The cold dust that builds blazing stars is revealed in new images that combine observations from the Herschel Space Observatory, a European Space Agency-led mission with important Nasa contributions, and Nasa's Spitzer Space Telescope. The new images map the dust in the galaxies known as the Large and Small Magellanic Clouds, two of the closest neighbours to our own Milky Way galaxy.
The Large Magellanic Cloud looks like a fiery, circular explosion in the combined Herschel-Spitzer infrared data. Ribbons of dust ripple through the galaxy, with significant fields of star formation noticeable in the centre, centre-left and top right (the brightest centre-left region is called 30 Doradus, or the Tarantula Nebula, for its appearance in visible light). The Small Magellanic Cloud has a much more irregular shape. A stream of dust extends to the left in this image, known as the galaxy's "wing", and a bar of star formation appears on the right.
The colours in these images indicate temperatures in the dust that permeate the Magellanic Clouds. Colder regions show where star formation is at its earliest stages or is shut off, while warm expanses point to new stars heating dust surrounding them. The coolest areas and objects appear in red, corresponding to infrared light taken up by Herschel's Spectral and Photometric Imaging Receiver at 250 microns, or millionths of a metre. Herschel's Photodetector Array Camera and Spectrometer fills out the mid-temperature bands, shown in green, at 100 and 160 microns. The warmest spots appear in blue, courtesy of 24- and 70-micron data from Spitzer.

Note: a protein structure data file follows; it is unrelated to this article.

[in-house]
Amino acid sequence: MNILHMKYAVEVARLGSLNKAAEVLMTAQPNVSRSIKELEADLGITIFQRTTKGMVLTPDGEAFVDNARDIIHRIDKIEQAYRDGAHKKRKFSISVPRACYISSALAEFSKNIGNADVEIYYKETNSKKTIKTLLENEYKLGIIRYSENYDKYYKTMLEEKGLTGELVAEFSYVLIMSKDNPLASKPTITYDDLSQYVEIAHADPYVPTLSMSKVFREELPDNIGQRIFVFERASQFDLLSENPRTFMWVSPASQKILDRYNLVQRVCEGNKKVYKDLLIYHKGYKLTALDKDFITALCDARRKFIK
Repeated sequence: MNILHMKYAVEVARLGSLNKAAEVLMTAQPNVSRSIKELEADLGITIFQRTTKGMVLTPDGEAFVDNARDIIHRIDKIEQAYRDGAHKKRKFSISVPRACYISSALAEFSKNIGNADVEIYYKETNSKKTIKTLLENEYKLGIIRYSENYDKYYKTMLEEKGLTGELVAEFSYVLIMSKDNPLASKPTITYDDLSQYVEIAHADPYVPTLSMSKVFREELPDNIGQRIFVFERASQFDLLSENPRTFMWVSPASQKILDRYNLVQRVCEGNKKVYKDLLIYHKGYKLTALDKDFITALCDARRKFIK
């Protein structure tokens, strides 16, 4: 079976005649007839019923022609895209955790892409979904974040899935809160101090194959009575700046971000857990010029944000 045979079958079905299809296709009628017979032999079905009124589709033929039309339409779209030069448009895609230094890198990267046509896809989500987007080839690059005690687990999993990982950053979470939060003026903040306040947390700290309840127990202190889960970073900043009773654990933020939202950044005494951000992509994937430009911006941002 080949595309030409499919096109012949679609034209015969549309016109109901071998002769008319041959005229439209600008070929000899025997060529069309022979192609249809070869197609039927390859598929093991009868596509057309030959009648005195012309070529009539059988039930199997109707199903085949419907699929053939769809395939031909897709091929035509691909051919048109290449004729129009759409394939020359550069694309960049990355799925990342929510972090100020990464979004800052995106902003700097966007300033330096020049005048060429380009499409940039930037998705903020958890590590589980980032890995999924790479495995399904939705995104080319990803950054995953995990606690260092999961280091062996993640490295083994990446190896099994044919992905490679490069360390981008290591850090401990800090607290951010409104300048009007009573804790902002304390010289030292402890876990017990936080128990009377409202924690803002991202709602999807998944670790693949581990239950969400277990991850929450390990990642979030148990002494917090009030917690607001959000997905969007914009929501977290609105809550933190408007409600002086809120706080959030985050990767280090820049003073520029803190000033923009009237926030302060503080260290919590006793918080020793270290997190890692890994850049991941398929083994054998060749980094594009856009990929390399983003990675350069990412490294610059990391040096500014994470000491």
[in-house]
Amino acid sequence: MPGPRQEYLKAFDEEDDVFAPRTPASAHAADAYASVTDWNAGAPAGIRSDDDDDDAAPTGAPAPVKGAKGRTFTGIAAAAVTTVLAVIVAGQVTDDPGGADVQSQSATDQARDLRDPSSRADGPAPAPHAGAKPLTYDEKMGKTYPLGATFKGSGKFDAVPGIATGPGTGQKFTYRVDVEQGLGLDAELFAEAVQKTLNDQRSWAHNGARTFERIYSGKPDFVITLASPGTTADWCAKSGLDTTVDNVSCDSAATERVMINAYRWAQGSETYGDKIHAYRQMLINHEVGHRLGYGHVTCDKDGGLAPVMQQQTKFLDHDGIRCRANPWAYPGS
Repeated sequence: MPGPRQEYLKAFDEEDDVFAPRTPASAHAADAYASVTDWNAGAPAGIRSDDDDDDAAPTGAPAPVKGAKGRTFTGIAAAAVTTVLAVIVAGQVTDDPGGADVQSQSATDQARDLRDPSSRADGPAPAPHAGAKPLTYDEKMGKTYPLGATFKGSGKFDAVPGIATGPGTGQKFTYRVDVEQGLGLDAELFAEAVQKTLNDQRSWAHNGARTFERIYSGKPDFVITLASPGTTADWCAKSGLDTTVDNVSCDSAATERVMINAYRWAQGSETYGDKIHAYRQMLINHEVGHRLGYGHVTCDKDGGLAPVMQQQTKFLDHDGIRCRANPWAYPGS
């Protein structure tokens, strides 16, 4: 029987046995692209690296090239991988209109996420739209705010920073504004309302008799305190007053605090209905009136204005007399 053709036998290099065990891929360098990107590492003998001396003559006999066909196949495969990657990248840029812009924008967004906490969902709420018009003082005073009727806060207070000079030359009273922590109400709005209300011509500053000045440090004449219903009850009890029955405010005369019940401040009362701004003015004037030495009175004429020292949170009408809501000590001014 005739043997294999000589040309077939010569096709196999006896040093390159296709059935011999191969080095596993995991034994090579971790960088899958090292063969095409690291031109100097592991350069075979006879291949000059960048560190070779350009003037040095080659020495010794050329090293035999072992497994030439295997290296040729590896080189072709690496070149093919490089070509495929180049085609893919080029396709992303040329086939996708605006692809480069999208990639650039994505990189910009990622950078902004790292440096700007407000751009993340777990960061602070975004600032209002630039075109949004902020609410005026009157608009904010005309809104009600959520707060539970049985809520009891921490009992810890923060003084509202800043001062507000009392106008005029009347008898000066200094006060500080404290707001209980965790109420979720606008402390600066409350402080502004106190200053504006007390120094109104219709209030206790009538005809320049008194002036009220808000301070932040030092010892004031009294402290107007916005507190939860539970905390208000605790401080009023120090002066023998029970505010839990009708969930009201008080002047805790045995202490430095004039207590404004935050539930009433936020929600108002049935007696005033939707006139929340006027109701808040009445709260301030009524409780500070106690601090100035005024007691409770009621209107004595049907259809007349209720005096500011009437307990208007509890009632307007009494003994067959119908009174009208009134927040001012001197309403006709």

"Studying these galaxies offers us the best opportunity to study star formation outside of the Milky Way," said Margaret Meixner, an astronomer at the Space Telescope Science Institute, Baltimore, Md., and principal investigator for the mapping project. "Star formation affects the evolution of galaxies, so we hope understanding the story of these stars will answer questions about galactic life cycles."
The Large and Small Magellanic Clouds are the two biggest satellite galaxies of our home galaxy, the Milky Way, though they are still considered dwarf galaxies compared to the big spiral of the Milky Way. Dwarf galaxies also contain fewer metals, or elements heavier than hydrogen and helium. Such an environment is thought to slow the growth of stars. Star formation in the Universe peaked around 10 billion years ago, even though galaxies contained lesser abundances of metallic dust. Previously, astronomers only had a general sense of the rate of star formation in the Magellanic Clouds, but the new images enable them to study the process in more detail.
The results were presented on 10 January 2012 at the 219th meeting of the American Astronomical Society in Austin, Texas.